by Olivia Lynde
A girl who’s lost her voice, and a boy who carries a world of anger bottled up inside.
A girl haunted by soul-crushing guilt and regret, and a boy who knows he can’t afford the weakness of feeling—not if he is to survive.
They meet by chance and are unwillingly fascinated by each other. They become unlikely friends, and in each other, they find redemption.
Until they are betrayed.
Can they ever regain their friendship? And if they do, can they trust each other enough to take the biggest risk of all: falling in love?
This excerpt happens immediately after the main characters first “meet” each other. At the time, Seth is seven years old, and Summer is five years old.
For the next few hours, Seth remained out of sight, covertly watching the new addition to the household. Not because he was curious about her, but in order to ah… gather necessary intel. Yes, of course. Since she was an unknown quantity—maybe even a potential threat (all 3’3” of her)—and it was in his nature to be cautious.
Surprisingly, Grandma and the social worker led the girl to the second floor and stashed her small suitcase in the unoccupied room beside Seth’s. The previous foster kids had all used the bedroom next to Grandma’s own, on the first floor, while the upstairs had remained her grandson’s exclusive territory. Yet now he seemed to have acquired a tiny trespasser on his personal turf.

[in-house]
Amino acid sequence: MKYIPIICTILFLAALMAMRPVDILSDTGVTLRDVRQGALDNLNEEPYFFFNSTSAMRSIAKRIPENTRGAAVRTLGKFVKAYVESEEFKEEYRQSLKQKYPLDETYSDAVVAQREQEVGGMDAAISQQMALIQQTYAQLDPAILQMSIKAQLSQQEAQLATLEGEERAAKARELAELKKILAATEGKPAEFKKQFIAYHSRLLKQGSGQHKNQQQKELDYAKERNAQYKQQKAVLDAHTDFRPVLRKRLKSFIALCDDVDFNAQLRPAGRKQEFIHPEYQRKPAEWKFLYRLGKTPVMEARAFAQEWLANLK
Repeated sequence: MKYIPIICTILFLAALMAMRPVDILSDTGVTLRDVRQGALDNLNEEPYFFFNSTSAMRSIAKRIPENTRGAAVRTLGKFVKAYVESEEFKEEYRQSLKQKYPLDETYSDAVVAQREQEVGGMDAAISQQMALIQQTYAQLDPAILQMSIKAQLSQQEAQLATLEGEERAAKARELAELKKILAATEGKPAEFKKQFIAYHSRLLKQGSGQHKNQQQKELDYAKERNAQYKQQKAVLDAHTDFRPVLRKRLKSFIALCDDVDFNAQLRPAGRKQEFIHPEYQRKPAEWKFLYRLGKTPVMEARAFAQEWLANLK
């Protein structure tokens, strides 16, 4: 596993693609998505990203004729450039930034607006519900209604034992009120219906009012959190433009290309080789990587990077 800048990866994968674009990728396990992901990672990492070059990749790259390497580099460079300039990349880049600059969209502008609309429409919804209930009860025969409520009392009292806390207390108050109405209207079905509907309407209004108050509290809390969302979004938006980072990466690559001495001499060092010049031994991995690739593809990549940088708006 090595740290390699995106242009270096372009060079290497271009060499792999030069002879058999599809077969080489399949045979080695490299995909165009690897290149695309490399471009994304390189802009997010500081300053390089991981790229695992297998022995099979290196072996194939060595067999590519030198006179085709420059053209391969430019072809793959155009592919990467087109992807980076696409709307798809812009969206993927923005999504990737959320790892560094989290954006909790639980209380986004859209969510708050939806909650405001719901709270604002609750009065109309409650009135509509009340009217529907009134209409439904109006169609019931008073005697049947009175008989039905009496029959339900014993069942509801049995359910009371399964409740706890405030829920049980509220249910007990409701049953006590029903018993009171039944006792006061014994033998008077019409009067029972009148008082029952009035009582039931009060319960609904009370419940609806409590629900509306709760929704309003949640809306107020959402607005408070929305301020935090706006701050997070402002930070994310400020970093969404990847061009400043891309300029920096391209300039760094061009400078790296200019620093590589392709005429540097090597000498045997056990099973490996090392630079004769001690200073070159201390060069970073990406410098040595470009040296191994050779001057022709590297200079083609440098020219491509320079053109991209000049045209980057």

Said tiny trespasser didn’t talk at all during this time, but Seth had no doubts that she was listening very carefully indeed. Her eyes were alert and shone with intelligence, taking everything in. She seemed wary, like a startled fawn, holding her stuffed toy (which on closer look had turned out to be a scruffy teddy bear) in a desperate clasp, and Seth felt an uncharacteristic urge to gather her in his arms and tell her that everything would be okay.
As if he could make those kinds of promises! Seth snorted. He had a shitty enough life on his own; he didn’t need to take on someone else’s problems as well. No matter how vulnerable that someone else looked. He clenched his fists in frustration.
Finally, the social worker left, and Seth forced his legs back to the front of the house. There was no reason for him to go to the girl’s room, now that she was alone, and study her from up close; no reason for him wanting to confirm if her hair was really as blond as it seemed from a few feet away and if her eyes were dark blue or brown or maybe even black. No reason at all.
Connect with Olivia Lynde
Olivia Lynde has been in love with books for as long as she can remember. She is a computer scientist by profession and, in between developing computer software and reading too many novels, she is now pursuing her dream of writing her own stories.